The Hamlets and Neighborhoods of Moriah

Do you have information on one of Moriah's "neighborhoods", or additional information about one of the featured hamlets?  This  page is (constantly) under development, and your contribution of information or photos will be appreciated. Material can be e-mailed to JohnV "dot" PortHenry "at" gmail "dot" com, or use the "Contact" form to provide your name and number, and I will contact you.  Thanks.

There is more to the Town of Moriah than the Village of Port Henry: distinct hamlets and "neighborhoods", each with their own character and history.  Read about the hamlets of Mineville, Witherbee, Moriah Corners, Moriah Center, Grover Hills, and the neighborhoods of Cheever, Tracy Road, Fisher Hill, Crowfoot Pond, Edgemont, and Mutton Hollow.


Cheever, site of Moriah's first iron-ore bed

"Cheever" signThe oldest iron bed in Moriah is the Cheever bed, located just one and one-half miles north of Port Henry. In its earliest days, settlers would go to the mine, pile the iron on to a sled and drag it back to town. The Cheever Bed's value was not appreciated until 1853 when it began to be worked seriously. A number of other small beds in that area also were worked for several years. 



Moriah Corners

"Moriah Corners" signIn the the late 1700s and early 1800s, timber harvesting and land clearing occurred at a great rate; there were 20 sawmills on the river between Ensign Pond and Lake Champlain in the first half of the 19th century.  Docks were built at Port Henry as early as 1820, with the area's first road linking Port Henry to Moriah Corners.  Lumber harvested in the Moriah Corners area could then be rafted north to Canada, and, when the Champlain Canal opened, to southerly markets.


Moriah Corners is the site of the John M. Pepper Memorial Field

Sign for John M. Pepper Memorial Field   Dugout at John Pepper Memorial FieldIn Memory of Johnny Podres sign



Company Towns: Mineville and Witherbee

Mineville signWitherbee sign







Large mining operations, that later became Republic Steel, were centered in Mineville and Witherbee from 1850 to 1971.  Mineville and Witherbee were company towns, with Witherbee being separated from Mineville in 1900.  Between 1905 and 1910, company houses were constructed from iron ore tailings; many of these houses still exist today. Historic Mineville Houses

Commercial buildings, such as the Rexall Drug Store in Mineville, were also constructed from the mine tailings bricks. Mineville's Rexall Drug store 


Along with the mining companies came the railroad for bringing ore from Mineville and Witherbee to the main line at Port Henry, replacing the old Plank Road. Plank Road sign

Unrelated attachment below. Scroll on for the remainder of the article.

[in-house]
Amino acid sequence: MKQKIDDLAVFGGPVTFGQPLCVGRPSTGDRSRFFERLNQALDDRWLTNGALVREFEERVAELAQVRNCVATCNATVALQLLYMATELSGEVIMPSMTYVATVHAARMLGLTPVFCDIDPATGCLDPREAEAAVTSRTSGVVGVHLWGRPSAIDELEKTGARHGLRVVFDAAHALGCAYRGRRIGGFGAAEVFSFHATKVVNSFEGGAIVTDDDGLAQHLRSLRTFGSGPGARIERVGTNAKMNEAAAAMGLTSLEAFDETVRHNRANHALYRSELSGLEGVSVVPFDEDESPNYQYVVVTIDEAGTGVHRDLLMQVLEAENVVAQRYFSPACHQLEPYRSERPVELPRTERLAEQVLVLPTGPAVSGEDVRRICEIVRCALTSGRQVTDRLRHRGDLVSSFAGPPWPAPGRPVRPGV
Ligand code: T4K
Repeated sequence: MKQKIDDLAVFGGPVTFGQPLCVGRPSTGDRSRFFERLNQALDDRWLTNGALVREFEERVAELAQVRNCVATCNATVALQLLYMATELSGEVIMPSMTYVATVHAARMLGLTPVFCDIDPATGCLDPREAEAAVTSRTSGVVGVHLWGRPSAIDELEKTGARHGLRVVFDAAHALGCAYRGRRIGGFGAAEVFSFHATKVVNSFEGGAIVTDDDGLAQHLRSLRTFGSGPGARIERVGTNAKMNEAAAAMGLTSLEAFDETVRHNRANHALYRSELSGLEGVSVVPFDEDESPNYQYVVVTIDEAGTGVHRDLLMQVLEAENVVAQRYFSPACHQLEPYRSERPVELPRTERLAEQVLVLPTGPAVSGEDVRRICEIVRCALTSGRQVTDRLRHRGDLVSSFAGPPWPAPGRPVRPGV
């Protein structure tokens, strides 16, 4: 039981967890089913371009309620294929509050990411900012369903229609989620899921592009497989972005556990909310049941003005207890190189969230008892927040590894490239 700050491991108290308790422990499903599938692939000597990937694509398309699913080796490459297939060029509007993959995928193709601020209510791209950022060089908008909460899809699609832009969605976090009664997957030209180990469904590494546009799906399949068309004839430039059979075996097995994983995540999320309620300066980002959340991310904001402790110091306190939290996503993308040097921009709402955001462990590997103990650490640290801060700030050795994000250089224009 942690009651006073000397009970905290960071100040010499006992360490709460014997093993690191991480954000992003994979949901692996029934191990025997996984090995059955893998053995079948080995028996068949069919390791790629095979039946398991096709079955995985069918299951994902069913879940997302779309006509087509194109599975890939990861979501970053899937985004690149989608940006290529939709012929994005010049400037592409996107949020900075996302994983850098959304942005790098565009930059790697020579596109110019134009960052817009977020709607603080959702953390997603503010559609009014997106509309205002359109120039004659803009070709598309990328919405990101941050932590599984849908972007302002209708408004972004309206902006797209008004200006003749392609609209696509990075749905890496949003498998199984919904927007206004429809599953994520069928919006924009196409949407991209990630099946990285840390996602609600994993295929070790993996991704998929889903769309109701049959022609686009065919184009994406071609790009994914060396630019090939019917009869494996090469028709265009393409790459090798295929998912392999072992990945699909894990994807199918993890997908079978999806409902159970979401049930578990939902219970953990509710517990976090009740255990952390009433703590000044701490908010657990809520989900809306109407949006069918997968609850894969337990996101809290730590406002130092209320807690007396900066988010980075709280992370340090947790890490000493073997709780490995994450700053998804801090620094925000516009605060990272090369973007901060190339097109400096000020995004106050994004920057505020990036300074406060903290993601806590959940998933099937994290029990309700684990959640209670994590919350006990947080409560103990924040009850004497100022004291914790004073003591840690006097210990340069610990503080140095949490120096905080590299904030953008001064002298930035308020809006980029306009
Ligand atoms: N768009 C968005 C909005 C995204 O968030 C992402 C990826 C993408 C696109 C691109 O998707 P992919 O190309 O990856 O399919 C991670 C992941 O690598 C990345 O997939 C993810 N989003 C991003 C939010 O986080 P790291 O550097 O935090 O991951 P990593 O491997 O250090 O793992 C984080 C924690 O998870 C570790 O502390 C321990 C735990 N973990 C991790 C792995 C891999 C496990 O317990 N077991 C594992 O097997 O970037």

Essex IDA Today, Mineville is home to the Moriah Business Park.    Take the tour. (Opens in a new window or tab).  

 The Moriah Business Park is a 32-acre park ready for immediate development. The park is located 11 miles from Interstate-87, 4 miles to rail access, 50 miles to the Plattsburgh International Airport, 60 miles to Burlington International, and 120 miles to Montreal International Airport. The Moriah Business Park currently is home to a 22,000 square foot spec. building occupied by Pre-Tech Plastics of Vermont. Lot #2 at the park is home to the new 4,800 square foot Moriah Health Center. Lots 3, 4, 5, 6 & 7 are pre-permitted through all applicable regulatory agencies for immediate construction of up to 10,000 square foot buildings. Two or more lots may be combined for larger buildings. Each lot offers municipal water and sewer (Town of Moriah) along with 3-Phase power supplied by National Grid. Cable, high speed Internet access and broadband are available at the Park.

Contact the Essex County IDA for more information: PO Box 217, 7566 Court Street, Elizabethtown, NY 12932; (518) 873-9114;  Or, just use this "contact us" form and we will insure that the proper Town, County, and IDA officials contact you. 


Two noteworth Mineville and Witherbee natives:

  • Raymond Buzz Wright, recipient of the Congressional Medal of Honor.  Read his biography and the Citation, and visit the park dedicated to him.  color photo of Raymond Buzz Wright, in uniform
  • Johnny Podres, winner of game 7 for the Brooklyn Dodgers, 1955 World Series. His complete stats and biography are available on the official Johnny Podres website (opens in a new window or tab).Detail from Johnny Podres sign

Grover Hills

Grover Hills SignGrover Hills was one of two Federal Housing Projects constructed in the Town of Moriah.  In 1942, the Federal Public Housing authority started to build five dormitories, with a capacity of 60 persons each, and 207 houses in various sizes, to take care of 430 families  These units were located in Moricette Heights and Grover Hills.

Grover Hills was named for Oscar J. Grover, Jr., the first town of Moriah solder to die in World War II. Moricette Heights was named for Edward J.Moricettte , the first Mineville serviceman to die in WWII.  

In 1948, approximately 100 dwelling units were dismantled and shipped out (one to a college, and others to Lyon Mountain).  In November, 1954, 96 housing units and vacant lots at Grover Hills were offered for sale to tenants.  Only 34 of these were sold, and in March 1956, the remaining 62 units were placed on sale to the public.  Private housing has continued in Grover Hills, but Moricette Heights was never developed to the extent originally planned.  Moricette Heights was located behind where "Gloria's Restaurant" stood for many years.    



Grover Hills Today -- Janet Bebee photo






Grover Hills today,  photo by Janet Beebe Denney 


This site is maintained by the
Moriah Chamber of Commerce.